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Horton Foote's family saga evokes a bygone era. TV miniseries based on lives of writer's parents

By Alan Bunce / April 2, 1987



Boston

American Playhouse: Story of a Marriage PBS, Monday, 9-10:30 p.m., and April 13 and 20, 9-11 p.m. Writer: Horton Foote. Stars: William Converse-Roberts and Hallie Foote. The first program in this notably gentle and sedate drama makes some unsedate leaps: From modern times to early 20th-century rural Texas. From today's blunt personal exchanges to an era of courtly relations. From the frenetic tempo of much prime-time TV to long, exploratory conversations, heard in places like a gracious veranda with ragtime music played sweetly in the distance by a dance orchestra.

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The series is Academy Award-winning screenwriter Horton Foote's generational saga of a family, based on his own parents and their life in a small Texas town. Eventually it proves well worth watching, if you don't mind a style that strives not for electrifying individual insights but rather is cumulative in effect, that takes its time wrapping you in the coils of its collective family detail.

The first episode, ``Courtship,'' is by way of a long and evocative preamble to the story of the early married years of Elizabeth and Horace Robedaux. This later action takes place in programs 2 and 3, which have previously been released - in substantially the same form - as two feature films called ``On Valentine's Day'' and ``1918.'

But ``Courtship'' is new, and its honest, wistful tone unveils the cloistered home life of Elizabeth Vaughn when she lived with her wealthy family. Redolent with the trappings of the 1900s - croquet on the lawn, ``old'' photos - it is semi-affectionate, semi-bitter, and told primarily in the form of protracted ``stage'' dialogue.

As such, the program bears close listening as it begins to outline Elizabeth's anguish and her growing resolution to elope with Horace. He may seem like a respectable young man, but Mr. Vaughn doesn't like him. After all, he's a ``traveling man,'' a salesman without prospects.

Both girls live within the claustrophobic control of their sternly protective parents, who browbeat the girls to tears for breaking rigid rules or other minor transgressions.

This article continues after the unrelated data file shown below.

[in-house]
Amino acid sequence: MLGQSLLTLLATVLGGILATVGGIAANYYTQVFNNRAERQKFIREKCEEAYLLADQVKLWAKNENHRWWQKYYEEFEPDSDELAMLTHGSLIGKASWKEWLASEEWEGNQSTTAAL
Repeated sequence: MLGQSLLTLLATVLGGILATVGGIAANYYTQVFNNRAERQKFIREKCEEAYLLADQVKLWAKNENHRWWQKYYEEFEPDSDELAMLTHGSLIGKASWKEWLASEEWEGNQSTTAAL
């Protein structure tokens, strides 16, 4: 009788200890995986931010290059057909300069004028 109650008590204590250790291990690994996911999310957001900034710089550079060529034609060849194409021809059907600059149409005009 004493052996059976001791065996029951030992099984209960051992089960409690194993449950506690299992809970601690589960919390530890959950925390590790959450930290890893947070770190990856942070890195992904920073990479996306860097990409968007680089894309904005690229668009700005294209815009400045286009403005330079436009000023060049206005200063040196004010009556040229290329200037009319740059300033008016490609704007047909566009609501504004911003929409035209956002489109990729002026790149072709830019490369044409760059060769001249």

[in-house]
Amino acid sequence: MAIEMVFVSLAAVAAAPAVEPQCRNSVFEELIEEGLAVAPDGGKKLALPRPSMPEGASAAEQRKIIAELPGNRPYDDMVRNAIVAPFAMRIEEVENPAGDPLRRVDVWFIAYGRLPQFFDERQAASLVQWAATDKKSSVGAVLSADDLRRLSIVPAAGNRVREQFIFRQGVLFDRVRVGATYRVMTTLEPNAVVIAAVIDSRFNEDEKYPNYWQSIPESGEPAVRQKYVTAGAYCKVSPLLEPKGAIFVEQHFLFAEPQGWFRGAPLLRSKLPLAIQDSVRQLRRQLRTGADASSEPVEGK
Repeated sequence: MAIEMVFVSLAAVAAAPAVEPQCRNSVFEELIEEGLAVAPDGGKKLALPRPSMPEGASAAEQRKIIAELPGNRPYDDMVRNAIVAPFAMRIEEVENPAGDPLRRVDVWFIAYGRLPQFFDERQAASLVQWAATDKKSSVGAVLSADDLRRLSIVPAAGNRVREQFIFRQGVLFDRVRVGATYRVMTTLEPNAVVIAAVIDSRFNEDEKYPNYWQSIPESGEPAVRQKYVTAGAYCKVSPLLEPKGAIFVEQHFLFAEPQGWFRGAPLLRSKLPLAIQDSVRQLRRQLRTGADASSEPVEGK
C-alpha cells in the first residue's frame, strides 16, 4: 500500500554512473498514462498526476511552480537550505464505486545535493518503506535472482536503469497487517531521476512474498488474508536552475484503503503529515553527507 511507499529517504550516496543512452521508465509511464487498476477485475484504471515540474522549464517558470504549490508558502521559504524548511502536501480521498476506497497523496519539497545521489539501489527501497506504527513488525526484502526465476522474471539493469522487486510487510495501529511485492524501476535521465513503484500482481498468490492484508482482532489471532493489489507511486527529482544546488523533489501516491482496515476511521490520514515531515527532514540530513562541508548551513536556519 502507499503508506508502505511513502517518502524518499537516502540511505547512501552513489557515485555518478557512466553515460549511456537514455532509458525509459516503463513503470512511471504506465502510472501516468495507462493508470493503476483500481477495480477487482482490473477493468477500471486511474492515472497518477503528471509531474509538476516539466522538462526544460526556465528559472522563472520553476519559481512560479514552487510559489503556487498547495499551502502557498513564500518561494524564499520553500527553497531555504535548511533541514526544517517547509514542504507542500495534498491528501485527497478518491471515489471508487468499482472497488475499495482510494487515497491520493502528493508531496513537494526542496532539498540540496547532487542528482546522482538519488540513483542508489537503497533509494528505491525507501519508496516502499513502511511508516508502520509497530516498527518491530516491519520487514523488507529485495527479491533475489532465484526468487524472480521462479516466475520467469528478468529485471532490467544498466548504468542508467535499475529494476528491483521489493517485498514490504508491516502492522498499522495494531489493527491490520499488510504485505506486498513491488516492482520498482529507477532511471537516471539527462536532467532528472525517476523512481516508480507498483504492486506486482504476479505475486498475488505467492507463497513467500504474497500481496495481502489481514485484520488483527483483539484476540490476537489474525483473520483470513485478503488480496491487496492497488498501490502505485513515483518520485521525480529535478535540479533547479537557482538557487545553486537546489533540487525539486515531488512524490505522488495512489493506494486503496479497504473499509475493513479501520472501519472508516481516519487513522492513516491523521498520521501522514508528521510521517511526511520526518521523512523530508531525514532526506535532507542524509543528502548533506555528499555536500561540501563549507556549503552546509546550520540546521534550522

Through the series' long scene-laying, viewers come to accept this as the framework for the anguished drama that follows. Foote lets you understand both the parents and Elizabeth, who breaks up the domestic structure by marrying Horace against her father's wishes. It's so much against his wishes, in fact, that when Elizabeth calls her father for his blessing - just before taking her vows in part 2, ``After the Elopement'' - she gets nowhere.

His father's repressive effect on the girls is abetted by their bombardment with the morbid folklore constantly heard from household relatives and friends, dealing with things like a ``grandmother who is a dope fiend.'' Such tales warn the girls of the dire consequences of leaving the family, and also educate the viewer in the town's prevailing ethos. And they certainly put crimps in the hopes of a girl like Elizabeth, who keeps looking dreamily in the distance as Laura chatters away.

The show's seemingly unremarkable dialogue - with its hint of period-piece soap-opera - has its methods. Laura's personal questions, for instance, let Elizabeth unburden herself about her love of Horace and her audacious plan to leave home. And the two girls' conversations serve nicely as background storyteller and chorus, doing atmospheric duty as scene-setter and also as an ominous harbinger to events which have an enduring impact, like the whispered pregnancy and death of Sybil Thomas.

One particularly effective section has Elizabeth and Horace in a long dialogue on her veranda, with the music of the dance in the background. It's a dance Elizabeth wants desperately to attend with Horace, but may not. He is a door of life to her, and the ragtime is the music of life, a sound of freedom heard on and off throughout ``Courtship.'' It contrasts vividly with the lugubrious sounds of the piano and singing of the sisters in the family parlor.

Elizabeth is played with quiet insight by Hallie Foote, Horton's daughter. Her musical Texas accent is like a softly reflective commentary on the character. As the father, the skillful Michael Higgins seems sadly protective, as if trying to spare his girls a life that has hurt him.

Program 2 tells of the parents' rejection of Horace and Elizabeth after their marriage, and of their later reconciliation. Program 3 takes place in 1918 with America at war and the town overly optimistic about it and other events of the same period. The 5-hour series is actually part of a cycle of nine plays by Foote with the title ``The Orphan's Home.'' Programs 2 and 3 are each divided into two episodes, for no obvious reason.

``Actually, it [the series] was meant to be aired over five nights,'' explains ``American Playhouse'' executive producer Lindsay Law by phone from New York. ``But it was combined into three programs whose last broadcast is on April 20, because `Shoah' [a 14-hour documentary about the Holocaust] begins April 27. ... PBS is airing `Shoah' over an entire week, so there would have been two weeks between episode 4 and episode 5 [of ``Story of a Marriage''], and we just thought that was ridiculous, so we put them together.'' Mr. Law says there was a logic in using the material they chose from the ``Orphan'' cycle to create the three ``American Playhouse'' shows. ``Basically these three retain the exact same characters,'' he points out, ``and you watch them all the way through, so it's satisfying. [In the other plays in the cycle], there are very few of these characters; quite often it's relatives of theirs. It would be difficult to do a different three if you couldn't do all nine.''